RIB® Relays as 3 or 4-Way Switches

May 28, 2019
Tech Tuesday, Uncategorized

I recently had a technical support email where the customer wanted to know if a RIB® relay could be used in place of a 4-way switch. I informed him that any of our DPDT relays could be wired to act as a 4-way switch, and any of our SPDT relays could be wired to act as a 3-way switch.

Most of us are familiar with 3-way switch applications, as they are common in homes. They are typically used for controlling lighting in a room with two entrances, so that the light may be turned ON or OFF while entering or exiting either way. A 4-way switch application serves the same purpose, but would incorporate three or more switches, all toggling the same light. The first and last switches in the line would be 3-way switches, and as many additional switches as needed in between would be 4-way switches.

To use a DPDT relay as a 4-way switch, the Normally Open (N/O) contact of pole one would be wired to the Normally Closed (N/C) contact of pole two. The N/C contact of pole one would wire to the N/O contact of pole two, like the RIB24P contacts in the Figure below. The following diagrams and explanations will hopefully make this application clearer.

FIGURE 1: No Relays Energized

In the above diagram, none of the relay coils would be energized, and all their contacts would be in their normal state. This provides a continuous path through the Normally Closed contacts, and the Load is powered. Let’s say that Relay #2 has its coil energized. At that point, the relay contacts would change state. There will now be continuity between the Org and Yel wires, instead of the Blu and Yel wires. This is shown in the next diagram.

FIGURE 2: Relay #2 Energized

With Relay #2 energized, as above, the path from the source to the Load has been broken, and the Load would turn OFF. If Relay #1 would have been energized instead of Relay #2, the path for electrical flow would be as shown in the next diagram.

FIGURE 3: Relay #1 Energized

Since the contacts on Relay #1 changed state, there is a new path through its N/O contact to the RIB24P. However, there is no longer a complete path from the source to the Load, and it will not be powered. If RIB24P had been energized instead of Relay #1 or #2, the Load would also be OFF. This can be seen in the Figure below.

FIGURE 4: RIB24P Energized

Again, the path from Source to Load has been interrupted, and the Load would be OFF. If either Relay #1 or #2 were to be energized at this point, the Load would toggle ON. The final Figure shows the path if RIB24P and Relay #2 are energized at the same time.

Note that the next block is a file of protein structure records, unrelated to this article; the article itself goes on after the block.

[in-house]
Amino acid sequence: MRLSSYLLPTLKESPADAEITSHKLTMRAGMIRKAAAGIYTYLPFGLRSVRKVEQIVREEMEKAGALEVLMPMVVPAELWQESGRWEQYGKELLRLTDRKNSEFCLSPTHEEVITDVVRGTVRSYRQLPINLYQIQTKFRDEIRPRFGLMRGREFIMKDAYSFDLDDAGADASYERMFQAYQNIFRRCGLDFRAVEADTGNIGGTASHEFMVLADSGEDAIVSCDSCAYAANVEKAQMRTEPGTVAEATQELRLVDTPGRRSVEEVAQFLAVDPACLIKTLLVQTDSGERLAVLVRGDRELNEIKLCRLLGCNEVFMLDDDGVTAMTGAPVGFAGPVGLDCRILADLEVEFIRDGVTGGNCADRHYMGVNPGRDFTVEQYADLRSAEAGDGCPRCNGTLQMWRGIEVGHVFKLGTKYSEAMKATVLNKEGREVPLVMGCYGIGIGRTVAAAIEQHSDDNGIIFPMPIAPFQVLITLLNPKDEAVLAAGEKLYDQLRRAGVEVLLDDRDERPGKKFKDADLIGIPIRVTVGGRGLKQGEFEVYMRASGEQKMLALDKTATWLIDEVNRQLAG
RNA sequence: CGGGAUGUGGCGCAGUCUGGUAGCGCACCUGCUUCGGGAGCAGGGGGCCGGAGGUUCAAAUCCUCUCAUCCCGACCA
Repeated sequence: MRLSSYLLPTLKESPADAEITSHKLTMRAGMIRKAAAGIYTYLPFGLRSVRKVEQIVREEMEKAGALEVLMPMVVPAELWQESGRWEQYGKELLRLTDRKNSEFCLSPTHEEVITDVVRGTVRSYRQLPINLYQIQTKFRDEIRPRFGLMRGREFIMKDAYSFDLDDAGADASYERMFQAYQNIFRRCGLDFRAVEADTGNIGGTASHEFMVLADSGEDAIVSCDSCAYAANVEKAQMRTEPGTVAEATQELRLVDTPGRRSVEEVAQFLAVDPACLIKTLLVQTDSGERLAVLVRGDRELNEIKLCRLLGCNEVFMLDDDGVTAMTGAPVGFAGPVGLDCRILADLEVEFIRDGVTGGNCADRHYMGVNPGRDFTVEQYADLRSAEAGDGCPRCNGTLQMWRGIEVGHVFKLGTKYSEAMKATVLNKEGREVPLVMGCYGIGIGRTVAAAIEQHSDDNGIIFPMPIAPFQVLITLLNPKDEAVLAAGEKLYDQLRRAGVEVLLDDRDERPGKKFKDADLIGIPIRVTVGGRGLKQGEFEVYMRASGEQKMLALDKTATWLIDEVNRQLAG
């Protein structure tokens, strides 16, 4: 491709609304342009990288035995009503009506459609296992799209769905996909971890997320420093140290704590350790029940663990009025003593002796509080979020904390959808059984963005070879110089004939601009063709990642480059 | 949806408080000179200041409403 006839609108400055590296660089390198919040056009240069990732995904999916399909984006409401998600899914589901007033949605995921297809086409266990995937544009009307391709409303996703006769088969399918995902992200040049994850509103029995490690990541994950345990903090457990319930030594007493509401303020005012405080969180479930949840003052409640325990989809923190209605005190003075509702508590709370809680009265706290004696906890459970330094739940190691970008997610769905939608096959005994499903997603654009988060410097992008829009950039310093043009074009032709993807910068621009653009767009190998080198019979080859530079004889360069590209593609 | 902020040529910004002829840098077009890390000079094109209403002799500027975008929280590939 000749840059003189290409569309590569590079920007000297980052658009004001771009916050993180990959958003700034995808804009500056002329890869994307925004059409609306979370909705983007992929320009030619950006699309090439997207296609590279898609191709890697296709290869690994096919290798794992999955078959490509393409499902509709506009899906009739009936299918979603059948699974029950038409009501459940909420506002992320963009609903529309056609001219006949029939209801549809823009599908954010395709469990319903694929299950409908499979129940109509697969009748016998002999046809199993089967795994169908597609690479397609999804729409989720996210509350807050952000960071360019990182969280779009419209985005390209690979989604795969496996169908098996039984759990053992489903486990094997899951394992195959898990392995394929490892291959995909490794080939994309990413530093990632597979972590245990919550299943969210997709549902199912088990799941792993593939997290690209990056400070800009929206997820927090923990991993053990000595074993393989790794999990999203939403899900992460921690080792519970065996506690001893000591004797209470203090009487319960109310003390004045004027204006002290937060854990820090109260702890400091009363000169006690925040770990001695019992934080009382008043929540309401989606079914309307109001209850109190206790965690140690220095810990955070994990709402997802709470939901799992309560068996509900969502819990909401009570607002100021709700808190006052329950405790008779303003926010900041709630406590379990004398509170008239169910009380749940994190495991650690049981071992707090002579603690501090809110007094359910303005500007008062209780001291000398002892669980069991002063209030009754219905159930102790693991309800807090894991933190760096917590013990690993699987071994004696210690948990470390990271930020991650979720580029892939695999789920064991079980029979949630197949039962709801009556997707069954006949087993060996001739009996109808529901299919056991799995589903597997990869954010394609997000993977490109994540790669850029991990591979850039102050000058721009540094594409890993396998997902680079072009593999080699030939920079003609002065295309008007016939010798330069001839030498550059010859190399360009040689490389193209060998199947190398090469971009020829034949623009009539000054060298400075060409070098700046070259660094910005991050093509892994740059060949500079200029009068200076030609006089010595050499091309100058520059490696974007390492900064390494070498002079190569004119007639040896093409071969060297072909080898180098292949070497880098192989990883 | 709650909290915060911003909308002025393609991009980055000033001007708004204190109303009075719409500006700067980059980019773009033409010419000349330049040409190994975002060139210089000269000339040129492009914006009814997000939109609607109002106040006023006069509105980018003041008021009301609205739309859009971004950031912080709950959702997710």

FIGURE 5: RIB24P and Relay #2 Energized

When Relay #2 is energized, the N/O contact closes between the Org and Yel wires. The path from the Source to the Load is complete again, and the Load would turn ON.

Any number of DPDT relays can be cascaded together to add more switches to the setup above. There will always be two wires in (from the LINE side) and two wires out (to the LOAD side). Just make sure they are rated to handle the Load they are to control.

If you have an unusual application and want to know how you can use relays to accomplish it, just give us a call, and we will do our best to help you figure it out.


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About the Author

Henry Smith is a design engineer at Functional Devices, Inc. He has a BS EET obtained from Purdue University in 2014 and a lifelong interest in electronics. As an engineer at Functional Devices, he gets to provide Technical Support to our customers, from distributors to specifying engineers and installers.

Henry enjoys providing tech support, as it allows our company to assist at every level of our product’s lifecycle and exposes us to interesting and unique applications. While not every technical question is unique, even answering a simple question or providing someone with the information in a timely manner can go a long way to helping him or her meet a deadline.